The Environmental Portrait

One mainstay of editorial photography is the environmental portrait. A writer is assigned a story and after doing some reporting, they contact the photo editor to set up a time for a photographer to take a photo of the subject. You seen the results a million times in newspapers and magazines.

It's not really a news photo. What the writer has written about on the subject has happened a while ago and you, the photographer are there to illustrate the story. Sometimes you are given some kind of back story from the editor, sometimes not.

I received an assignment this week to take a portrait of women that runs a non-profit center that is helping people who have been enslaved by nefarious traffickers in the U.S. It's hard to imagine that slavery in America still exists, but it does, often exploiting illegal aliens.

Part two of the assignment was to take a photo of a women who was enslaved. The publication stated in their assignment request was that they wanted to have "Maria", the former slave, photographed outdoors in the neighborhood, showing off the area. They wanted a photo of the director, but "closer on the face".

A pretty interesting story, for the writer at least, but I have to create something that already happened and that will satisfy the layout of the publication and website.

When I arrived at the job, my first priority was to get a decent photo of the director that had a clean background with some nice lighting. She told me that she didn't want to reveal the location of where she lived and a photo of "Maria" shouldn't show any landmarks either. Part of shooting a environmental portrait is to show something that links the subject. So now I had to show something, but not too much.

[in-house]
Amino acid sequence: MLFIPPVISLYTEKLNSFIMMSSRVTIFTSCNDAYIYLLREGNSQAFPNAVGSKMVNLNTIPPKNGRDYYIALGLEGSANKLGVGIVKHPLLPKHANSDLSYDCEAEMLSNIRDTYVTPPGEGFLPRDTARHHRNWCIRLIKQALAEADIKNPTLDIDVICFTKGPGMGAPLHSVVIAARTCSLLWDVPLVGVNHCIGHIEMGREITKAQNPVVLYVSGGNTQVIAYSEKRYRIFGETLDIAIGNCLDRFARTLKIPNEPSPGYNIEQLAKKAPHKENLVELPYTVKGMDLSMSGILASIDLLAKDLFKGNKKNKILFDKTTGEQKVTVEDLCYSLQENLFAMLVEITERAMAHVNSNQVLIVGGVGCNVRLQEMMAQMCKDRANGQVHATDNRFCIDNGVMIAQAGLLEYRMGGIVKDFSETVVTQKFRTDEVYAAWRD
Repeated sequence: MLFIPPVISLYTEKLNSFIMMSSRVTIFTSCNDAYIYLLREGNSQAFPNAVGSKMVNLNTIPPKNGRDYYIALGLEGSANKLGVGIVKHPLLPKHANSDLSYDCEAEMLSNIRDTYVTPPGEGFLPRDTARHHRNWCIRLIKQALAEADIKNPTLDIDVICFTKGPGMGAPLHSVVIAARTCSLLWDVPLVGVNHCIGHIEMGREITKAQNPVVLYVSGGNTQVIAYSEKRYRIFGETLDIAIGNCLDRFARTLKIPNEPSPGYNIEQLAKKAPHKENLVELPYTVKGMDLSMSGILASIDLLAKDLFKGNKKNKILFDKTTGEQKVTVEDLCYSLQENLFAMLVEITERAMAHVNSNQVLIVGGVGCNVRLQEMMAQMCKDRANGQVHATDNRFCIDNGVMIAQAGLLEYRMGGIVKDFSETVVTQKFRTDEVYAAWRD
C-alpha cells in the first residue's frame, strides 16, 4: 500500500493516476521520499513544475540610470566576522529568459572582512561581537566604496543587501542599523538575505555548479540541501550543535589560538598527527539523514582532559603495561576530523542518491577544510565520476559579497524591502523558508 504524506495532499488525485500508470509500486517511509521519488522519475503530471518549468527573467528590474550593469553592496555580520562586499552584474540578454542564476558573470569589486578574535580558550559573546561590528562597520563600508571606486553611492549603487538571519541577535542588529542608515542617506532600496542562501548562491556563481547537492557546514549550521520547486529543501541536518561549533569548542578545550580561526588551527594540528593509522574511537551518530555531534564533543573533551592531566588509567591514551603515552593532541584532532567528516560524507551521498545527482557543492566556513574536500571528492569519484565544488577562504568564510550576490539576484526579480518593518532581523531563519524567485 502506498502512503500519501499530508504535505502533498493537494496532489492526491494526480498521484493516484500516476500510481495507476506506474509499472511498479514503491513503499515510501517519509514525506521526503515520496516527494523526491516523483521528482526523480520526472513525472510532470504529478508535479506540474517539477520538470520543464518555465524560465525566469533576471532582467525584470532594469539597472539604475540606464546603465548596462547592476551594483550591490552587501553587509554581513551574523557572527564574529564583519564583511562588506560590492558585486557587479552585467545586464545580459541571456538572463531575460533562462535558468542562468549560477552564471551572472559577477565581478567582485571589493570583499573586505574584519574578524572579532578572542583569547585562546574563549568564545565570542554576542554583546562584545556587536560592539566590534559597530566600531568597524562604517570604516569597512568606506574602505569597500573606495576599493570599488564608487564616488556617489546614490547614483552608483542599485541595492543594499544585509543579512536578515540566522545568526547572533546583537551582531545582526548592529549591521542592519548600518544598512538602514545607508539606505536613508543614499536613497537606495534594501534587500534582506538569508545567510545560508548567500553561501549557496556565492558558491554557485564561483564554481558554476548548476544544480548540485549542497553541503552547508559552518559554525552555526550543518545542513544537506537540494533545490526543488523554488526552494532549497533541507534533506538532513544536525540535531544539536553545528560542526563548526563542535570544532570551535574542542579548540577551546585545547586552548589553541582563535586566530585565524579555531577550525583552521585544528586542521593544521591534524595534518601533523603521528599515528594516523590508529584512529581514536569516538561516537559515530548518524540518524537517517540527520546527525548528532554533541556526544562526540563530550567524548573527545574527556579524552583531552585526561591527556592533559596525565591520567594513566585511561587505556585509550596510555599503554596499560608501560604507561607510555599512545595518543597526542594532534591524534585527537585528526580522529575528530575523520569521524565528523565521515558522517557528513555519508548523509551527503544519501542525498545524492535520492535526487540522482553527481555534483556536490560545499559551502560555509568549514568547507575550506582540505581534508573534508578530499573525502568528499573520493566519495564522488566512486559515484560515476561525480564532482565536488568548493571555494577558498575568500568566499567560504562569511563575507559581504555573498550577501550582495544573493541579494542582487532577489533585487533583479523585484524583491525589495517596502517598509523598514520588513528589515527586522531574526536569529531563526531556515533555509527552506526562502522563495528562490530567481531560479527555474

I asked the director if she had a home office from where she worked from. She said she worked form the dining room with her laptop. I was hoping she had an office that may had artwork or signage that could be used. Her dining room wasn't bad. It had a nice wall that could be used as a clean background, a table and laptop with a bouquet of flowers that was used in the photo.

One of the first thing I ask my subject is what kind of time frame are we dealing with? Do they have some other appointment they have to go to next? She had to leave for work in less than an hour, and "Maria" wasn't there yet, but on the way. So I had to work fast.

The day before I thought about the assignment and decided that I wanted to be very mobile and not bogged down with too much equipment. I have a case with battery operated strobes that I use for that along with some light stands and a backpack with two cameras and two lenses, my 24-105 zoom and 50mm f1.4 lenses.

Battery operated strobes are great when shooting outside. My case includes a Norman 400b, 3 Vivitar 283's and a set of PocketWizards radio slaves. I have a mini 19 inch octo-type light modifier by Norman that fits on the 400b that gives out a beauty-dish light. It works like a shoot-thru umbrella with a diffusing panel on it.

When shooting a portrait I try to balance the really complicated lighting schemes with simpler ones where the subject is more important than the technique. This time I wanted simple lighting that looked good but was worry free and allowed me to focus on the subject.

The first subject was easy. Director with office-like setting, hint of laptop, some flowers in foreground, splash of light in background wall for interest.

"Maria" was a little more complicated. How do you show someone that has been enslaved? The publication wanted outside shots. I could of made some cheesy photos entailing bars or fencing. I wanted something more subtle. I noticed a wall of hedging across the street. I thought that would make a clean background and symbolize a barrier. Luckily it was an overcast day in Southern California making my strobes the principal lighting for the photograph.

What really made the photo was "Maria". Her face belied a history of rough times and more trying times to come. It was just me and the subject on the street with one light. No assistants. No writer. Sometimes simple is best.

For a link to the story on "Maria" click here.